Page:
Posts Tagged ‘literary festivals’

Fear and loathing in Bali with Trainspotting author Irvine Welsh

November 24, 2019

At the Ubud Writers Festival in Bali, Scottish writer Irvine Welsh riffs on writing, aging, privacy, politics and pharmaceuticals.

Totally globalized native New Yorker and former broadcast news producer Muhammad Cohen is a editor at large for Inside Asian Gaming, contributor to Forbes, columnist/correpsondent for Asia Times, and author of Hong Kong On Air, a novel set in his adopted hometown during the 1997 handover about television news, love, betrayal, high finance, and cheap lingerie. See his bio, online archive and more at www.muhammadcohen.com; follow him on Facebook and Twitter @MuhammadCohen.

#UWRF19: Reza Aslan says we’re born religious

October 26, 2019

At the Ubud Writers and Readers Festival in Bali, God: A Human History author Reza Alsan declared, “The religious impulse dates back to before our species exists.” Evidence of organized religion goes back 14,000 years, but evidence of religious impulses, such as cave paintings that depict fantasy beings rather than actual prey, burials and idols can be found as far as 350,000 years back, some 200,000 years before the rise of homo sapiens.

Aslan believes that evidence points to an innate belief in a higher power. “What is without doubt is that this is a universal impulse,” the Iranian-American religious scholar asserts, one that’s hardwired into all of us.

Of course, there’s an alternate explanation: beings that don’t hold this belief in a higher power get struck down before birth by the terrible swift sword of the Almighty.

Totally globalized native New Yorker and former broadcast news producer Muhammad Cohen is editor at large for Inside Asian Gaming and author of Hong Kong On Air, a novel set in his adopted hometown during the 1997 handover about television news, love, betrayal, high finance, and cheap lingerie. See his bio, online archive and more at www.muhammadcohen.com; follow him on Facebook and Twitter @MuhammadCohen.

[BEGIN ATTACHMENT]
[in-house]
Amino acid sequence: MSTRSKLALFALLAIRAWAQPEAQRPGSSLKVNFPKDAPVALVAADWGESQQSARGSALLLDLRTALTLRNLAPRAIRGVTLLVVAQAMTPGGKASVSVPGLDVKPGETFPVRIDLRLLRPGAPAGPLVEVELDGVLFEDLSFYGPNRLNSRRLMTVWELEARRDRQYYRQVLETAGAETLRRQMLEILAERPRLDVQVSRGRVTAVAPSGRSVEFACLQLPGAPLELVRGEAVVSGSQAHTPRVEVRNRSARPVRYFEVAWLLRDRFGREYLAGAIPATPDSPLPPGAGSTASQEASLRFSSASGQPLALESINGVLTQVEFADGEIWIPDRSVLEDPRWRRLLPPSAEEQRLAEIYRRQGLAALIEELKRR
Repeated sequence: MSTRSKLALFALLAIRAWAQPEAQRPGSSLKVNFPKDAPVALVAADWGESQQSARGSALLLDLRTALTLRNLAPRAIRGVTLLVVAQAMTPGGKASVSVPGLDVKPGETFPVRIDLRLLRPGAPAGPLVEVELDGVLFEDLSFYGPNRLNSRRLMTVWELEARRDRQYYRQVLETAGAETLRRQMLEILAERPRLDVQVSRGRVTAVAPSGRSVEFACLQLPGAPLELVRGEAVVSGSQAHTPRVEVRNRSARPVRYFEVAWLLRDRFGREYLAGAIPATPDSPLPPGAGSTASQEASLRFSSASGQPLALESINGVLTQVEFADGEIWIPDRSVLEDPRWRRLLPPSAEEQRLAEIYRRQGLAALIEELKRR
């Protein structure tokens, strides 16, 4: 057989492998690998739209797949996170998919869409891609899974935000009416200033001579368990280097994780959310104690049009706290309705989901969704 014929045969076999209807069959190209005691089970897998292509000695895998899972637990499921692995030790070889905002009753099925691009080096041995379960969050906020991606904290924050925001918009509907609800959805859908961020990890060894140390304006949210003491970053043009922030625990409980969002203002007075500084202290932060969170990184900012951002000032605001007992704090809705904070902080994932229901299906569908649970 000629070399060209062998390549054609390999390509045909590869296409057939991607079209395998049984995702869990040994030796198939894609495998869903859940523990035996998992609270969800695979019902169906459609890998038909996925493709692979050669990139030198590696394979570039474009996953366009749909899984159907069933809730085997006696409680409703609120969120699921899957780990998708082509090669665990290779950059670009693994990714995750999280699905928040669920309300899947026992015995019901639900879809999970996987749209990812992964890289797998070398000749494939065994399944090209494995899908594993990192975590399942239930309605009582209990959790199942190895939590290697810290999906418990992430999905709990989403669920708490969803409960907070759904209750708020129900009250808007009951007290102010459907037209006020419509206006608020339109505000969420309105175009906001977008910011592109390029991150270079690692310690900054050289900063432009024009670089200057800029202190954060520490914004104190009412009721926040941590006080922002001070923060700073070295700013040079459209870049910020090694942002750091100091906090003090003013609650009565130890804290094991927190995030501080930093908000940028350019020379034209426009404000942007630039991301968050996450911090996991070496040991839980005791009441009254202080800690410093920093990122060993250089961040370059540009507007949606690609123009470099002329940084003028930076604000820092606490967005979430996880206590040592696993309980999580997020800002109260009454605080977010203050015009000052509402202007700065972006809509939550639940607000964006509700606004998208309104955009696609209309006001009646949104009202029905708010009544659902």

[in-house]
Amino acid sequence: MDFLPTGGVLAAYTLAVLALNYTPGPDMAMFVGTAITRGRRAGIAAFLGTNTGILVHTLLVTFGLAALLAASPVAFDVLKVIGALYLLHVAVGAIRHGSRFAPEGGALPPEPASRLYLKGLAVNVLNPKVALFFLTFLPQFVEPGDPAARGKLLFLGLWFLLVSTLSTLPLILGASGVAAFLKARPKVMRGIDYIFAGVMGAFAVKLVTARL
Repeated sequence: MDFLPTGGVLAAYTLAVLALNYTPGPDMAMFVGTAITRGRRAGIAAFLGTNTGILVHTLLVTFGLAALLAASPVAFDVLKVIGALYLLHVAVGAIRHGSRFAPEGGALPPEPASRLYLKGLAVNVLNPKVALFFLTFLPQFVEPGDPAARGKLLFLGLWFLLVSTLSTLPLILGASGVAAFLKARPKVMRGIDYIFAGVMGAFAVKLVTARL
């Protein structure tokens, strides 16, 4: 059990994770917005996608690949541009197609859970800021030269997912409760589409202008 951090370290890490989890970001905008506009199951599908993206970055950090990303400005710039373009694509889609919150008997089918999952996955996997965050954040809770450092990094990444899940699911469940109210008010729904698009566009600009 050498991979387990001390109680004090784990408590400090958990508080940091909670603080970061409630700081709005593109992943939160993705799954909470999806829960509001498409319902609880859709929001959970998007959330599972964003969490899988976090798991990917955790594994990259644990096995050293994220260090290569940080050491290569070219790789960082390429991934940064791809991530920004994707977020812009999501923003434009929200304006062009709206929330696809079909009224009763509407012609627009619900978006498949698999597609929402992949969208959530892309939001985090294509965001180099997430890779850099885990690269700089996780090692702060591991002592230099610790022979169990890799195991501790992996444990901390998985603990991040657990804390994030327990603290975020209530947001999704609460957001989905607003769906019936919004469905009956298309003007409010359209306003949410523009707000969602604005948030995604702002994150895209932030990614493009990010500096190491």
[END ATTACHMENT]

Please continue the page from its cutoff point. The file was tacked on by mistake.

Ubud encounters: Afghanistan for Afghans

October 21, 2013

Australian painter Ben Quilty and Indonesian writer Agustinus Wibowo told the Ubud Writers and Readers Festival in Bali how they each reached Afghanistan by different routes for different reasons. But following their stays, they both also reached the same conclusion: after a dozen years and thousands of casualties, it’s time for Afghanistan to solve its problems without foreign help.

Wibowo came to Afghanistan for the first time as a curious and footloose traveler. In Afghanistan as well as Pakistan, Wibowo said that since he came from Indonesia, people assumed he was Muslim. Telling them he was an ethic Chinese raised in the Buddhist tradition would either provoke suspicion or pointless debate, including attempts to convert him. “But I found the perfect answer,” Wibowo revealed. “When people asked if I was Muslim, I’d say, ‘Insy’allah’ [God willing].”

Later, Wibowo said he found an even better answer from Afghan imam. “He told me he was a member of the highest religion of all: humanity.”

Wibowo found a number of jobs in Afghanistan. For a time he was a photojournalist. “The first time I covered a bombing and I saw the bodies and blood, I couldn’t sleep for a week. But then it became routine.”

He noted that when foreign troops and aid workers first came to Afghanistan, they were welcomed. But by 2006, Afghans’ views had changed. “Billions of dollars are pumped into Afghanistan, but nothing has changed,” Wibowo said. He said there are “two worlds, Afghanis and expats,” noting,” Only 20 percent of the money poured into Afghanistan goes to locals.” The rest goes for foreigners’ salaries and benefits, along with materials from overseas. The ongoing frustration over foreign presence has led to a resurgence in support for the Taliban.

Wibowo, who has written three books about his travels in Central Asia and China, also warned, “We cannot impose first world concepts on fifth world countries.” He cited his experience as a consultant to a United Nations gender equity initiative where foreign feminists told local women in workshops that if their husbands got angry, they should question them about why they were angry. “The next day, the women came back with bruises.”

Ben Quilty went to Afghanistan in 2011 as the Australian War Memorial’s office al artist. Spending time with Australian troops, he found good people fighting a bad war. He bonded with many of the troops, and his works from Afghanistan remain on tour in Australia. He also found circumstances that fit today’s headlines.

“I went to Kabul to try to speak to the Australian embassy, and I couldn’t get in. I didn’t have the right passes. So I don’t know how Afghans are supposed to go get their papers fixed,” Quilty said, addressing Australia’s policy of turning away undocumented immigrants trying to land by ship.

“If we’re at war with a country and sending people there to try to make it safe, if that’s not a reason to take these people in, I don’t know what is.”